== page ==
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This Day in History: Melvin L. Brown's bravery in Korea

On this day in 1950, a hero engages in an action that would earn him the Medal of Honor. Melvin Brown was one of 8 children born into a coal mining family. Perhaps no one expected him to become a “one-man army” in Korea?

But then he did.

Shortly after his Medal was awarded, a local Pennsylvania newspaper reflected on the hometown hero:

“We suspect he was a typical teenager . . . . [but when] the chips were down, Private First Class Melvin L. Brown came through, just as any American boy will do. He wasn’t old enough to vote . . . . But he did a man’s job so well that his comrades and his nation have awarded him the highest honor possible.”

Brown enlisted in the Army when he was just 17 years old. Once there, his training focused on mechanics and operating heavy mobile equipment. He was deployed first to Japan, then to Korea. Three days before his heroic action near Kasan, Korea, he wrote his parents. He was to be transferred from a truck outfit to the front lines, he told them. He was happy about it, noting that it “will be easier than driving this truck.”

The truck had become hard to sit in because of a recent hernia operation. “[D]on’t worry,” he told his parents. “I don’t intend to get bumped off. I’m like MacArthur—‘I shall return.’”

Brown’s bravery came on September 4, 1950. His platoon was then trying to secure Hill 755 (the so-called Walled City) when the enemy attacked. Brown leapt to a position on a 50-foot wall and “delivered heavy rifle fire on the enemy,” as his Medal citation later described.

He knew the importance of his platoon’s mission.

Brown was soon out of ammunition. Worse, he was wounded. No one would have blamed him for retiring to a safer spot, but he was made of sterner stuff than that. He began throwing hand grenades at the increasing number of enemy climbing the wall.

Then he ran out of grenades, too. Some of his fellow soldiers began throwing grenades toward his position, trying to help.

“On several occasions,” an Army report concludes, “the grenades were thrown short of his position. When this would occur, Brown would leave his position and retrieve the grenades, exposing himself to enemy rifle and machine gun fire. However, the enemy continued their climb and Brown, taking his entrenching tool, a small shovel, from his pack, waited until the enemy, one by one, peered over the wall, delivering each a skull-crushing blow across the top of the head.”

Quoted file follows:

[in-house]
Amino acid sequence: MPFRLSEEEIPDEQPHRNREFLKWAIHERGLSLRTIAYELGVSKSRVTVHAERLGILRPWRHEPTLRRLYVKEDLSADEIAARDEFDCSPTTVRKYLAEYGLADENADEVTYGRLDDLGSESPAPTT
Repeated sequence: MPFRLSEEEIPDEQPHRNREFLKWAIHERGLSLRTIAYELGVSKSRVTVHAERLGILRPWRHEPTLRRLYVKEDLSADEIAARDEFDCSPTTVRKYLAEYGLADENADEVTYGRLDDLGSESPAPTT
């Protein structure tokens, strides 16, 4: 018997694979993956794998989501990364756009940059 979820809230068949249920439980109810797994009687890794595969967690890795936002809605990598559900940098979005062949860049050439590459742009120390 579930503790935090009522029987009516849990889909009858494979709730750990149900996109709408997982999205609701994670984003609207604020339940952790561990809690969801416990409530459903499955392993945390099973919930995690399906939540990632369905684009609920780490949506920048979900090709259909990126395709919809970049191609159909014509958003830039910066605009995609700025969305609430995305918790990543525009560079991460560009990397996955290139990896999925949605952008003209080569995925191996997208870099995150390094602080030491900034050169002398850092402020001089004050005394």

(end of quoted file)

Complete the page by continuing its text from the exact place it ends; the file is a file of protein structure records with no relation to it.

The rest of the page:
He’s credited with taking out about a dozen of the enemy in this fashion.

Brown’s fellow soldiers were inspired by the demonstration of bravery. They ultimately repelled the enemy attack and held their position, but no one at first knew what had happened to Brown. He’d last been seen near the wall, injured but fighting.

The young soldier was listed as missing in action at first, but his body was later recovered and brought home. Brown’s body was accompanied by his brother, Pfc. Donald M. Brown, who was wrapping up 14 months of service in Korea.

Brown’s family learned that he was to receive the Medal of Honor while they still thought he was MIA. “We’re all proud and happy in a way, but it doesn’t mean anything without Melvin there to get it,” his mother told a reporter.

Nevertheless, Brown’s father received the Medal on his son’s behalf in January 1951. Harry S Truman presented it, speaking of his pride in our nation’s ground forces.

“[They] fight from the trenches and machine gun nests,” the President said. “They are not the glamour boys of the services, but the men who win the wars and make it possible to have freedom in this great nation of ours.”

Enjoyed this post? More Medal of Honor

stories can be found on my website, HERE.

Primary Sources:

  • A Saga of America (Progress [Moshannon Valley; PA]; Jan. 11, 1951) (p. 4)

  • George Scott, A County Hero (Progress [Moshannon Valley; PA]; Jan. 8, 1966) (p. 10)

  • George A. Scott, The Clearfield Area: Today, Tomorrow (Progress [Moshannon Valley; PA]; Jan. 14, 1976) (p. 5)

  • Gets Medal of Honor (Republican & Herald [Pottsville; PA]; Jan. 8, 1951) (p. 5)

  • Medal of Honor citation (Melvin L. Brown; Korea)

  • Medal of Honor Given Relatives of Five Heroes (Cumberland News; Jan. 10, 1951) (p. 8)

  • Melvin Brown Funeral Set for Next Tuesday (Progress [Moshannon Valley; PA]; Nov. 2, 1951) (p. 1)

  • Missing Son of Ex-Miner Voted Congressional Medal (Republican & Herald [Pottsville; PA]; Jan. 6, 1951) (p. 2)

  • Reserve Center to be Names after Pfc. Brown (Progress [Moshannon Valley; PA]; Sept. 19, 1959) (p. 1)

  • The Medal of Honor: It is being awarded again to the heroes of a new war (TIME mag; Jan. 29, 1951) (p. 67)

  • Truman Honors 5 Korea Heroes (Phil. Inquirer; Jan. 10, 1951) (p. 2)



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